Charles Nevin: News from Elsewhere

Next time you buy a paper, you'd be advised to show the newsagent some respect
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The Independent Online

Good day. And welcome to another fascinating installment of the column that operates outside the regular news agendas, current affairs platforms, and discussion forums in an attempt to capture that slack-jawed sense of awe about this wonderful world which can so often and easily be lost under the pressures, challenges and demands of everyday life, especially on a Monday when you're late, you know you put it somewhere, you've no change, is that the queue, that was definitely a spot of rain, and the Eurovision Song Contest is over for another year.

Good day. And welcome to another fascinating installment of the column that operates outside the regular news agendas, current affairs platforms, and discussion forums in an attempt to capture that slack-jawed sense of awe about this wonderful world which can so often and easily be lost under the pressures, challenges and demands of everyday life, especially on a Monday when you're late, you know you put it somewhere, you've no change, is that the queue, that was definitely a spot of rain, and the Eurovision Song Contest is over for another year.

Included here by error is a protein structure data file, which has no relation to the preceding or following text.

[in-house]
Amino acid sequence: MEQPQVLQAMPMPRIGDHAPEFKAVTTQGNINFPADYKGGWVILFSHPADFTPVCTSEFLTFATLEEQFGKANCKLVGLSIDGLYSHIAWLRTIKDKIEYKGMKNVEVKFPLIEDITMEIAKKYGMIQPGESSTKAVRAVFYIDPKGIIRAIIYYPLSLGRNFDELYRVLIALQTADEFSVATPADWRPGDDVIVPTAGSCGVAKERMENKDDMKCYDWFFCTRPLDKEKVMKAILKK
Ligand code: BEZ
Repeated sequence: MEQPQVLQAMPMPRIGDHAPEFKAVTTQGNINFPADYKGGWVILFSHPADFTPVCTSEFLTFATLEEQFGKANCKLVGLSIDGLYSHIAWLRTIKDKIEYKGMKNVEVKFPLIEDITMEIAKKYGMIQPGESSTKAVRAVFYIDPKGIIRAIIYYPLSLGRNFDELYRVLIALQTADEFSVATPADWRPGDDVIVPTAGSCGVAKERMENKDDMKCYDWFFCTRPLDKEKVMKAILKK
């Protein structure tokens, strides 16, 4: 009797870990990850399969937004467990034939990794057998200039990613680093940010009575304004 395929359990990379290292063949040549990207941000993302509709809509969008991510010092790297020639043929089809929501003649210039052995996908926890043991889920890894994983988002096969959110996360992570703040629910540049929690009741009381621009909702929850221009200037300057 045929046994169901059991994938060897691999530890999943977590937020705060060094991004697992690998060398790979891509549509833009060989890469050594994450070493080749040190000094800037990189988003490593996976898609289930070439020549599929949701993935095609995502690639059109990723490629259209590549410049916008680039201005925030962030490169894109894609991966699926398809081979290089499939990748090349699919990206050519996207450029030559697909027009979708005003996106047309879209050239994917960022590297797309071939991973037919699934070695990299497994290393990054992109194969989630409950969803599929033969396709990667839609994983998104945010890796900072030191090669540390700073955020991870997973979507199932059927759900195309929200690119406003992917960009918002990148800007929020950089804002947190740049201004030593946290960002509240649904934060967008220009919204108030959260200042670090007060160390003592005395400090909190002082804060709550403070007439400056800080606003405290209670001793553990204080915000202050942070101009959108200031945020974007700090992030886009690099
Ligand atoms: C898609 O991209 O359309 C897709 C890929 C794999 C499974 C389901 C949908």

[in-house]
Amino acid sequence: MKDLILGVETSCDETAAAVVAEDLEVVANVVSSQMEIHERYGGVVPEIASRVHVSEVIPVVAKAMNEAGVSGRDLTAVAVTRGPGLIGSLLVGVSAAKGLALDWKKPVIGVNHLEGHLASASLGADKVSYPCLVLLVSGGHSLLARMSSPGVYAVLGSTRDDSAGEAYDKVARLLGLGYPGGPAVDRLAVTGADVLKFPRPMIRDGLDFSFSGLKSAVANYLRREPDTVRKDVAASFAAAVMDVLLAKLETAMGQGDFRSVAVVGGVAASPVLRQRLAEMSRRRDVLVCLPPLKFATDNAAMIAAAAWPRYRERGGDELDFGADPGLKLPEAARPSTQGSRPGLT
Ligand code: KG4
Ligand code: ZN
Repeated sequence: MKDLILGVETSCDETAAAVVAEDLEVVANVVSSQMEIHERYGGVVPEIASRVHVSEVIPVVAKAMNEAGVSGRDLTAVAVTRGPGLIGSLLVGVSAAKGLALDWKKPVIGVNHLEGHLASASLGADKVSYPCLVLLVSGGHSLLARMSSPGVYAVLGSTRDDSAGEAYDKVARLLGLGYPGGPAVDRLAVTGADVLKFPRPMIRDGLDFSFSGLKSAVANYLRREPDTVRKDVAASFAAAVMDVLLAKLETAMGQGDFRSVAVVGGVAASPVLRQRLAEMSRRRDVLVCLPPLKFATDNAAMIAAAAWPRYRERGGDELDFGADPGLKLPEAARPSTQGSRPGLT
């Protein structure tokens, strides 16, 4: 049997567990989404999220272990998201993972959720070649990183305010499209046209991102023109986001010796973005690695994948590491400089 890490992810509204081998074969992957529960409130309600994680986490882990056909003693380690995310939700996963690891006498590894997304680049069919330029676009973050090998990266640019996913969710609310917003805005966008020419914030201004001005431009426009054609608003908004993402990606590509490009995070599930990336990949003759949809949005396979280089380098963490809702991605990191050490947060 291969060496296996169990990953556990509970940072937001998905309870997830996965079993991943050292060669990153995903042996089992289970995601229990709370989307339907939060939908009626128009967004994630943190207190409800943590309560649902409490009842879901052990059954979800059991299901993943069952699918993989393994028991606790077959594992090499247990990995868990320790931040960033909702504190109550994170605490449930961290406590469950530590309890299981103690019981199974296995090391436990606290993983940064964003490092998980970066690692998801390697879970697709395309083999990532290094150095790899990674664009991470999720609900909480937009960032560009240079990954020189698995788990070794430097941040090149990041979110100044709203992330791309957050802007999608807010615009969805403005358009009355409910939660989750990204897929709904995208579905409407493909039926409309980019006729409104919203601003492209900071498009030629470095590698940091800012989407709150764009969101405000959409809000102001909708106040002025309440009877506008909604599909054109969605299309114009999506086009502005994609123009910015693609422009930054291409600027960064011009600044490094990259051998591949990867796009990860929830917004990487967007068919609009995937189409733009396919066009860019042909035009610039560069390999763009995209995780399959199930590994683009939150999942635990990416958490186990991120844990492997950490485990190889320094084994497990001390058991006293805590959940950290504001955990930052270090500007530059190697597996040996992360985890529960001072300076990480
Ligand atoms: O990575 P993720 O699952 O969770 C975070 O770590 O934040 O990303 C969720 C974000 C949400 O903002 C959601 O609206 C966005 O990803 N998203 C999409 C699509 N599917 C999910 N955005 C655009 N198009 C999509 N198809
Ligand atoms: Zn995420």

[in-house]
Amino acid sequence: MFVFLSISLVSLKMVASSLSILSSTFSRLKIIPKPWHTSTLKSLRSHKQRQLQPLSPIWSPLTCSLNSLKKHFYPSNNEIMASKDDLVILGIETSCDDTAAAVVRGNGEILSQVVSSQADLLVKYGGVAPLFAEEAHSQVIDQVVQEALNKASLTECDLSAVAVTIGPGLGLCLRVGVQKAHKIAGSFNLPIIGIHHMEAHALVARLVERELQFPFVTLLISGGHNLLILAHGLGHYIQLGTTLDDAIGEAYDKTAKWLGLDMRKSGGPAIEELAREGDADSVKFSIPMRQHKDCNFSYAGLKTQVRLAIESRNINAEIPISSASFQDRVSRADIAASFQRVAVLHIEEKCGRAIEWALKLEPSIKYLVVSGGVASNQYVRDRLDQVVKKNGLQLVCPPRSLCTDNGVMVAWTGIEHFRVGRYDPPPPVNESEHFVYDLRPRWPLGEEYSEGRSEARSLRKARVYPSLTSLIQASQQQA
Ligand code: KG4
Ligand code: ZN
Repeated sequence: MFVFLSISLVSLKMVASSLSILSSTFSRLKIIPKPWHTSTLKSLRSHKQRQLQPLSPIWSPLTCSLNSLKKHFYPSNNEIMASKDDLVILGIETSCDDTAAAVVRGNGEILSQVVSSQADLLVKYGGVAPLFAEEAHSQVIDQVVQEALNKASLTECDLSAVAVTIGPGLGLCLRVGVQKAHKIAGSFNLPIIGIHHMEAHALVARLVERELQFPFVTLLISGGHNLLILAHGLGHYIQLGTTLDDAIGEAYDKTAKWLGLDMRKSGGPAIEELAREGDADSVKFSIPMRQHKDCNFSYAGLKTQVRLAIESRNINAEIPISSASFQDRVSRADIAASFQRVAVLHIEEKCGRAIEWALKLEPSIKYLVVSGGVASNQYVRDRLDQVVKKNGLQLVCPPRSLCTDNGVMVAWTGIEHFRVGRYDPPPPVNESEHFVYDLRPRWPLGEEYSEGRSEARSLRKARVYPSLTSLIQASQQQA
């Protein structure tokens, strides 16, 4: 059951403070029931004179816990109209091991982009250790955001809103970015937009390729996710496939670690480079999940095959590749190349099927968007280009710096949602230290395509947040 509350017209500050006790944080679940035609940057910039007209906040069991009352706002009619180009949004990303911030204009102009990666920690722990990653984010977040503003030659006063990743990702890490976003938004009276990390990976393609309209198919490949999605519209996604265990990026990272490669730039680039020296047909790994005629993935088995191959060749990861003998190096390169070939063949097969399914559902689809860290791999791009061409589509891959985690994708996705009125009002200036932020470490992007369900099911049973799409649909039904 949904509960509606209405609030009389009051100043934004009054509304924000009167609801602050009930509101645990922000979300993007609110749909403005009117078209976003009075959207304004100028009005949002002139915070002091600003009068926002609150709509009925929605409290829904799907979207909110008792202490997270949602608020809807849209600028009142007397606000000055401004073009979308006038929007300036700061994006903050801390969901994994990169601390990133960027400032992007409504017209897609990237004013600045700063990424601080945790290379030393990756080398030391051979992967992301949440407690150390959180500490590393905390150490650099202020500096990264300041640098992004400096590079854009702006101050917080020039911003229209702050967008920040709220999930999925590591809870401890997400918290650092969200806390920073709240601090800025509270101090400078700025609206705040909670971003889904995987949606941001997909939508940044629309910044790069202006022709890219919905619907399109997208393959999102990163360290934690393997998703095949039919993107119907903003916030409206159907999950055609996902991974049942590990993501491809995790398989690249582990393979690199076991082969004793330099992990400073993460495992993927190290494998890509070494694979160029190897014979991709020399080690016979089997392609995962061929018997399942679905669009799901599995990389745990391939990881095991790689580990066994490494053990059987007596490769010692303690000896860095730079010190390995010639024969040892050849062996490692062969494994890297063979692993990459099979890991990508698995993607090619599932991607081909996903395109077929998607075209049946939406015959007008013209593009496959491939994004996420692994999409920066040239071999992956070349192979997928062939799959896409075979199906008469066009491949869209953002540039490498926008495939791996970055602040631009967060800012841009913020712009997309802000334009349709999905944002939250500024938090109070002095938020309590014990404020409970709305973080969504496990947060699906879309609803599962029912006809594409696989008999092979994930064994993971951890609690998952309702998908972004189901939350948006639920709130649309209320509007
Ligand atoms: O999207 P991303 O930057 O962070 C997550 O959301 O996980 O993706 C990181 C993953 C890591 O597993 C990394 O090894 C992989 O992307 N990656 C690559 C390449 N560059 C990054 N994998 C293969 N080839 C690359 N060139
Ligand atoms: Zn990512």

That sense of awe, I have to tell you, is available for rediscovery in the most unremarkable places. For instance, how much do you know about the person who sold you this newspaper? Unless he or she is your regular newsagent, probably not very much; and even then, probably not that much more beyond the usual pleasantries about the weather and how nice it must be to read newspapers all day and how much longer are you going to have to wait for a decent lottery ticket.

Exactly. Imagine then, my feelings, as I read in this very newspaper last week that the chap I'd occasionally bought mine from at Vauxhall Station was none other than Francesco Tonicello, a top man with the Mafia, on the run, wanted for murder, drug running and extortion. Crikey. Supposing I'd queried my change? Or forgotten to say thank you? It is, when you think about it, alarmingly easy not to show a newsagent enough respect. Hang on, respect: tell me, has Tony thought of a fact-finding mission to Palermo?

Francesco doesn't appear to have a nickname, which is a bit of a disappointment, as I thought it was a qualification for membership. Some particularly fine ones emerged from Chicago only the other week: Joey "the Clown" Lombardo and Frank "the German" Schweihs, responsible for the rubbing out of one Anthony "the Ant" Spilotro. Perhaps we could give Francesco one: how about Francesco "Independent? That'll Be 65 pence to you, Squire" Tonicello?

But I wouldn't relax quite yet. The German and the Clown are still on the run, and could, clearly, turn up anywhere. I'd make sure, for example, that you always give buskers a decent tip, especially if they have a spare instrument case and are singing "Lili Marlene", I Pagliacci or Smokey Robinson anywhere near a railway station.